Vancouver House: Give us your take

Post by Mike Klassen in

13 comments

VanCity bike
A VanCity credit union bike proudly hangs out of reach at Vancouver House

As our readers know from these exciting past few weeks, we've devoted ourselves to the pursuit of promoting fun, low-cost activities here in Vancouver during the 2010 Games. From the one million page views we've had in the past week, we can tell that many are using this resource. It's been exciting for us to produce our pavilion profiles, and get beyond the boasts of cheap beer or plasma TVs at a venue, and understand why have a venue at all. In almost all cases presenters are very generous in trying to describe their pavilions, and all abide my spontaneous request to give me a short elevator pitch on camera. That is, until I arrived at Vancouver House. I'll now describe my somewhat surreal visit there.

My expectations for Vancouver House – the venue meant to represent my city to the tens of thousands visiting the city – were not very high. I knew a little bit about the troubled project beforehand. Vancouver's pavilion was originally intended to be situated in the more central location of Library Square on Robson. Today I walked by that location, with hundreds standing on the plaza, and thousands walking along the street, and wondered if moving Vancouver House to the back corner of LiveCity Yaletown was a mistake.

We've been told that Vancouver House was quickly revamped to accommodate a hastily prepared economic agenda, the so-called "Green Capital" brand. There was some controversy over this corporate identity, which reputedly cost $240,000 to produce a logo and the video you can see today at Vancouver's pavilion.

Those who have visited the site beforehand were not terribly generous – for example, local journalist Frances Bula recently posted this remark on her blog:

...can you tell me why anyone from the general public would want to visit a place that is essentially a very large business brochure explaining how great it would be to invest in this city?

Unswayed, I wanted to visit the place for myself. It was the last of a four venue afternoon for me, and it followed the inspiring West House pavilion, which I will be profiling shortly. Vancouver House greets you with a cleanly designed, in your face Helvetica Gotham font business message. Green means many things, apparently, and it's also the colour of Vancouver's future.

Walls are adorned with buzz phrases like "entrepreneurially corporate" and stats, all in Helvetica Gotham font hues of green, grey and blue. A few notable figures from the planning and sustainability movement are featured in video loops, including the city's former director of planning Larry Beasley. Which begs the obvious question: why feature the former director of planning? The green screen style of the videos is slick, but reminds me of bank commercials Saturday Night Live used to mock in the 90s.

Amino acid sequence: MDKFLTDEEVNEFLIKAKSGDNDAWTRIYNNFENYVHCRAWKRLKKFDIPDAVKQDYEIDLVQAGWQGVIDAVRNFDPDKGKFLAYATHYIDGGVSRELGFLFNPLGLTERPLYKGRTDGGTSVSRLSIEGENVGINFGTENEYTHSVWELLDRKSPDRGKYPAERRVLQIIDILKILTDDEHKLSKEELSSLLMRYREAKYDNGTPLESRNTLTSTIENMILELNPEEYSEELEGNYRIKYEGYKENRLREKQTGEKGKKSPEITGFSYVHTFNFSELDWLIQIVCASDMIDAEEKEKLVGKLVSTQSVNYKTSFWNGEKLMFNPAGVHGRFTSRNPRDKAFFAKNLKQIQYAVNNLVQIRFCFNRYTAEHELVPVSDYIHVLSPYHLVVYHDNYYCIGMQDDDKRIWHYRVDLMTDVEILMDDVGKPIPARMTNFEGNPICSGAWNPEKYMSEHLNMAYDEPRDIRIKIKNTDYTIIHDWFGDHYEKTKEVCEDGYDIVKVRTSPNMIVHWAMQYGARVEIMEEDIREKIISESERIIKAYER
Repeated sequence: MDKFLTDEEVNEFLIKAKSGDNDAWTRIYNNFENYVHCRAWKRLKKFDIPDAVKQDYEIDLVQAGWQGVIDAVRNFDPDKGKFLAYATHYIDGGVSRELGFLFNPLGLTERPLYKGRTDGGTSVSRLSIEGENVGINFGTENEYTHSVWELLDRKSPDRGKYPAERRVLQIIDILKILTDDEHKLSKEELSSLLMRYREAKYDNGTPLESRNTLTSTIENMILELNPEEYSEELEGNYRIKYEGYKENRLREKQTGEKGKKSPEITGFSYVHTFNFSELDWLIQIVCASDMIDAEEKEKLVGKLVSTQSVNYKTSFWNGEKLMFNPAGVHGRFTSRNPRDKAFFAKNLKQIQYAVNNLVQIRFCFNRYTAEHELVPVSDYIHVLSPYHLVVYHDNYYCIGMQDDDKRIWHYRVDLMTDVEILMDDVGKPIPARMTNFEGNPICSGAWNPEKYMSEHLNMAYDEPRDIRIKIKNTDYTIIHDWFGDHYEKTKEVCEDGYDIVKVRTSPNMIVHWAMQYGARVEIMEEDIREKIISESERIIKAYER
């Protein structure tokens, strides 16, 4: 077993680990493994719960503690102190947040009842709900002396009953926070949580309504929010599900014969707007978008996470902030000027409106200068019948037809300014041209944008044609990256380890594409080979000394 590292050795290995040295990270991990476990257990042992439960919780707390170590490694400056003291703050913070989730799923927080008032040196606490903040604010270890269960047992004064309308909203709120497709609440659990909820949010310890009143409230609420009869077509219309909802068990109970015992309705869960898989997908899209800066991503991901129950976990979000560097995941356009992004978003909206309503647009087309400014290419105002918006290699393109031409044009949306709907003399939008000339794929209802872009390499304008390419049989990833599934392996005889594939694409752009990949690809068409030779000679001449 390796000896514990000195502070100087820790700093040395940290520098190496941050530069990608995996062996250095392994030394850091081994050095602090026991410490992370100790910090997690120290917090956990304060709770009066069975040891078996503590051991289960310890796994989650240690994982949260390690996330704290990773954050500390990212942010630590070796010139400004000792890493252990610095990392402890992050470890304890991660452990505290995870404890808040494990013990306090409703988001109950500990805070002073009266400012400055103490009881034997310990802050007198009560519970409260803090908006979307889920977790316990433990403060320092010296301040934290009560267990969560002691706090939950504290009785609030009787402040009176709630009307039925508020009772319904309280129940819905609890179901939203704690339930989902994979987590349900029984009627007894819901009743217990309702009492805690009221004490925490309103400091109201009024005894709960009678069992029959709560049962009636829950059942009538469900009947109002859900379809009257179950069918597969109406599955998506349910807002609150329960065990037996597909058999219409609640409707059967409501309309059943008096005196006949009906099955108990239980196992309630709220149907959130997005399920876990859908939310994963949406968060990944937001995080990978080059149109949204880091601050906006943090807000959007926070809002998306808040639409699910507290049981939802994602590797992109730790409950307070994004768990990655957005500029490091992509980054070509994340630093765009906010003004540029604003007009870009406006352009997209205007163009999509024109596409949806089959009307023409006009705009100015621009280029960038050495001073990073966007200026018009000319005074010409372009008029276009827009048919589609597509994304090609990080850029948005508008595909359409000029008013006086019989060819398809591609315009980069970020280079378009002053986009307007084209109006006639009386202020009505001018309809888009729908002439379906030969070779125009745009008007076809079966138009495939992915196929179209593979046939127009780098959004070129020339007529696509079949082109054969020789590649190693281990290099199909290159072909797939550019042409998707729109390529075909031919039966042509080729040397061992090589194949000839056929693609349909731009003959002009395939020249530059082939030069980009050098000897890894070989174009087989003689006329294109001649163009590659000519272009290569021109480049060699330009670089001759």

As one walks through the rather stark presentation, you encounter a big wall with a tightly scripted and well-rehearsed Mayor Robertson, mouthing some of the same buzz phrases I describe. The impression it gives is decidedly 1984, with Big Brother reminding you that green is the new black.

For a place that is meant to represent my city in some way, it was surprisingly bereft of anything Vancouver at all. Where are the images of our neighbourhoods? Where are the scenes of Main Street, Chinatown, The Drive, South Hill or Marpole? Where's the message about the immense work done over a generation to make Vancouver one of the world's most livable and sustainable cities? Besides a smattering of Very Important Green People, where the heck are the faces of the city?

I didn't really want to watch the videos cutely labeled "AudaCity," "CapaCity," and "VeloCity" because, frankly, I felt that I was being spun, not informed. I was hoping for a little bling, maybe an interactive screen of some kind. So were these kids and others who saw the video table in the middle of the lounge and realized it wasn't interactive. The couches did serve a purpose, allowing really stoned kids waiting for the Deadmau5 concert a place to nap before the show.

I was there just under 15 minutes and began to head for the door. I didn't see any tours taking place, but since I was there I figured that I should at least get someone to give me the spiel so that I could share it with you. A volunteer host pointed me to someone who could be a spokesperson for the venue. I introduced myself and asked if he might give me the 90-second elevator pitch on Vancouver House so that I could share it with our readers. At that point things got strange.

First, I got the "and you are..?" David Spade treatment. No matter, I just said that we've produced a popular web resource sharing all the pavilions with thousands of readers. The fellow then tells me he better check with his boss in public relations, Carole Appleby. Carol works for Karyo-Edelman, the top PR firm hired to handle all the communications for the LiveCity venues.

Then spokesperson/host guy comes back with a "I'm not authorized to speak with you, can you come back another day?" response. So much for spontaneity, huh? Trust me, there's not enough at Vancouver House that would compel me to come back a second time. If the lack of any line-ups in this hidden corner of David Lam Park are any evidence, not many others are eager to get here. There was a huge queue to get in and look at Panasonic electronics, but no one interested in the Host City's venue.

When describing my experience to a friend this evening, she suggested that I get you, our readers, to give us the Vancouver House elevator pitch. If the City of Vancouver won't make someone available to describe their namesake venue, maybe one of you can do it for them.

Leave a comment below, or better yet, record your own video 60-second elevator pitch on Vancouver House and put the YouTube link in the comments below. I'm sure that our readers are a lot more creative – and spontaneous – than the folks down at LiveCity Yaletown.

13 Comments

Unreal reaction from the PR firm. Sure, new media can be tricky, but figure it out guys!

BTW - it's Gotham, not Helvetica.

Shame on the city and shame on the mayor for this self promotion. I was wondering if you were ever going to write something, or if you were going to be too politically correct. I visited this pavilion with my family and we felt cheated that we walked all that way for nothing. A big waste of time. I live in the Kitsilano neighbourhood and expected the pavilion would help to promote people getting out of the downtown and visiting local shops and businesses. Isn't that economic development? Rather, all we saw was a big video of the mayor talking. I hope this pavilion didn't cost much? I can't believe there was all this controversy over the Canada pavilion which actually has tens of thousands of people visiting it each day. The controversy should be over this pavilion which nobody visits any day and it probably cost just as much! You should investigate how much all this cost